It is because of these two points, and because I do not think it is wise to try to
have a scheme of Unification before Federation, and because I believe Unification
and Federation are not the same, that is:why I have put forward this Resolution.
Federation will not preclude Unification'as will be.seen from paragraph 104 of the
S.C.A.C. Report, and therefore if Federation is, to come about and there are so
many snags and difficulties in Unification at present. I say let us await Federation
before doing anything.
A Public Services Commission if set up now would not have effective control
over the Services in the various units, and becduse'the Public Services Commission
itself will not be responsible to a central organisation, -I say let us wait for
Federation and take no further step in the matter.
I don't think I can make my position any clearer, and to those who think I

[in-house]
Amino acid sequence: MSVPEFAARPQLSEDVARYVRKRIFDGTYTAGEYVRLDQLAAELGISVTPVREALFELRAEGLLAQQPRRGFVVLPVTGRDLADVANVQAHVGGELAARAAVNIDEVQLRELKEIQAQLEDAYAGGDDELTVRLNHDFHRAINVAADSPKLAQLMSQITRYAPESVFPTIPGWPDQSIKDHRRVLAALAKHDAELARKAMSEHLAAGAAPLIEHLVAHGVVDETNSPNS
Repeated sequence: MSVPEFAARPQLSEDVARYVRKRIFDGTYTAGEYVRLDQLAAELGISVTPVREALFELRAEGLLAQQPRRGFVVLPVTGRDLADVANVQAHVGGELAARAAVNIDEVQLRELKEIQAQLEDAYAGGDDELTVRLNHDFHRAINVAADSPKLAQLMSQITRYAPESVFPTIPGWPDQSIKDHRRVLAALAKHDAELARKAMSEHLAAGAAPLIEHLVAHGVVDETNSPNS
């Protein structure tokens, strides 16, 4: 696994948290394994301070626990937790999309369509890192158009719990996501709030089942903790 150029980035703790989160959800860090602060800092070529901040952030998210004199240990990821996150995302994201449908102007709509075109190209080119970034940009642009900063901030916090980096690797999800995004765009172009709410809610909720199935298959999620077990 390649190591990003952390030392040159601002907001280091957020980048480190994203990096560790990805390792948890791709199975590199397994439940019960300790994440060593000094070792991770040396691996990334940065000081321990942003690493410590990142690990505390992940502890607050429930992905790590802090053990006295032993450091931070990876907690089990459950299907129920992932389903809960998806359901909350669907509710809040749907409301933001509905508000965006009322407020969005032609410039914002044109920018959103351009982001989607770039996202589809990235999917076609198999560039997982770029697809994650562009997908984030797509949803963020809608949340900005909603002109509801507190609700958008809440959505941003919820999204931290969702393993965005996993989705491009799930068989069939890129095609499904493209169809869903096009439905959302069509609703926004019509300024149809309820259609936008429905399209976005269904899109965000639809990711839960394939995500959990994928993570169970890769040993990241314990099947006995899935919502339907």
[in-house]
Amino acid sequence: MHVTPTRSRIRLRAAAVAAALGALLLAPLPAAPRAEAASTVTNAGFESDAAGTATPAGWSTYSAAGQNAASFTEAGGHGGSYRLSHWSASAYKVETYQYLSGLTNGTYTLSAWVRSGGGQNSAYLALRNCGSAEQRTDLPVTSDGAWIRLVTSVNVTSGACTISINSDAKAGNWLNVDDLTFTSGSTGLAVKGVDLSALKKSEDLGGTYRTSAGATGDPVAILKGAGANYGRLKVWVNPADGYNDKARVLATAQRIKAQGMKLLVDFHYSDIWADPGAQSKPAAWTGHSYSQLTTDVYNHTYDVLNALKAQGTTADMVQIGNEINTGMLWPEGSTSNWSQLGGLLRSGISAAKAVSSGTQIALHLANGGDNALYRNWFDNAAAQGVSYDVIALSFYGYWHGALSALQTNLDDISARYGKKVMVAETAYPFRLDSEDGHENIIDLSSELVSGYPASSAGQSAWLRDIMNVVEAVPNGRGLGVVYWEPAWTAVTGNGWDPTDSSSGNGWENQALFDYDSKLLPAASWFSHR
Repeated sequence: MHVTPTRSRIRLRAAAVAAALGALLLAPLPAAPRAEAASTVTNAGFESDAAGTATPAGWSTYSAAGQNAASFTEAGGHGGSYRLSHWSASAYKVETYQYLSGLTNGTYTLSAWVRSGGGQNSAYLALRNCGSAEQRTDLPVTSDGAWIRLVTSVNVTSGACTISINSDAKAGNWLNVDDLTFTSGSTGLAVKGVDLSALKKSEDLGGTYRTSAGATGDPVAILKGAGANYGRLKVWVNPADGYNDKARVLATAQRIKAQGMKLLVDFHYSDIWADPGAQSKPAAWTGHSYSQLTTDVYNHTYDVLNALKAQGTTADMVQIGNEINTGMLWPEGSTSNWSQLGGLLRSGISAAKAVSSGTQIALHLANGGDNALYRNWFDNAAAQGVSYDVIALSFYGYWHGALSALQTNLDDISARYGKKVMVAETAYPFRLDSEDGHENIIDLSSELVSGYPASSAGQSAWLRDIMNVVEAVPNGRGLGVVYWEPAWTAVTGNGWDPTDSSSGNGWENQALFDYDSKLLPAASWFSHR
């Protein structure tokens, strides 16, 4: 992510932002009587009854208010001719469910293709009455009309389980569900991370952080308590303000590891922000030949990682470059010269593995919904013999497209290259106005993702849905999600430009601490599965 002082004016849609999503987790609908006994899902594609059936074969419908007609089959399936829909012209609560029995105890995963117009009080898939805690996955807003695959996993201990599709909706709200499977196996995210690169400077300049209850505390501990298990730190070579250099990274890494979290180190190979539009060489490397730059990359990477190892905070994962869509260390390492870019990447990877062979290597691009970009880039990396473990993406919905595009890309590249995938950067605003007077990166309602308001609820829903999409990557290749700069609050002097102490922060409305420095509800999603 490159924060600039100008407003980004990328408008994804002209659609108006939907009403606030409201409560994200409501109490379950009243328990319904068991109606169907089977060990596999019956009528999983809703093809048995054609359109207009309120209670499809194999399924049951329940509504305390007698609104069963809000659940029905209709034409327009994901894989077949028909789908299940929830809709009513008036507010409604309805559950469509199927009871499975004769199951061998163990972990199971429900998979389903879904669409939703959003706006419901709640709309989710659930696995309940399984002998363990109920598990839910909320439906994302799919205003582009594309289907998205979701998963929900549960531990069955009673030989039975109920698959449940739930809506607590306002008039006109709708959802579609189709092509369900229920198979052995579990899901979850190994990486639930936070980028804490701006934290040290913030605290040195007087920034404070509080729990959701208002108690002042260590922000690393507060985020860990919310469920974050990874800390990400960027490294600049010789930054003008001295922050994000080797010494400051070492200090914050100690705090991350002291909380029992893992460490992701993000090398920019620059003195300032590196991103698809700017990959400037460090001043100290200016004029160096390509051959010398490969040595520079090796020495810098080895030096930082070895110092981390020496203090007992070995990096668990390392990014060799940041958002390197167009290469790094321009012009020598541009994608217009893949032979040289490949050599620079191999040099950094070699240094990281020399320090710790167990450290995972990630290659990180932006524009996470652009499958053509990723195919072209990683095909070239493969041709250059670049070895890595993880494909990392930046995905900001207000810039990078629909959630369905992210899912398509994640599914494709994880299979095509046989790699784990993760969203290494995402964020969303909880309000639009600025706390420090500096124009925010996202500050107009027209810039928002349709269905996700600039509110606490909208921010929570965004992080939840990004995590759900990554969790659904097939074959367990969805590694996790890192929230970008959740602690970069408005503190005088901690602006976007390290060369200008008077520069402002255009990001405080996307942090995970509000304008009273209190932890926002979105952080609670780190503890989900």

have not given sufficient reasons for putting forward my Resolution, I say again
it would not be inimical.,to the interests of the Civil Service if and when
Federation arises, and, in any case, a Public Services Commission has to be formed
Vote taken on Counter-motion-Result : 5-for 1 against, 2 abstentions.
(2 Members of Council were absent)

The Honourable Member for Kingstown having withdrawn his seconding, no
vote was taken on the motion.
Honourable Member for Kingstown : Your Honour, -Honourable Members of
Council, I think I am placed in a very invidious position today in- having to do
something that is unprecedented in the history of St. Vincent. I will ask
permission to move the following motion standing in my name :
In view of the fact that the poorer classes of this Colony are in a
deplorable, poverty-stricken condition; also
In view of the fact that there is rampant dissatisfaction with prevailing
conditions throughout the Colony, and
Because Government is unable to remedy conditions and the masses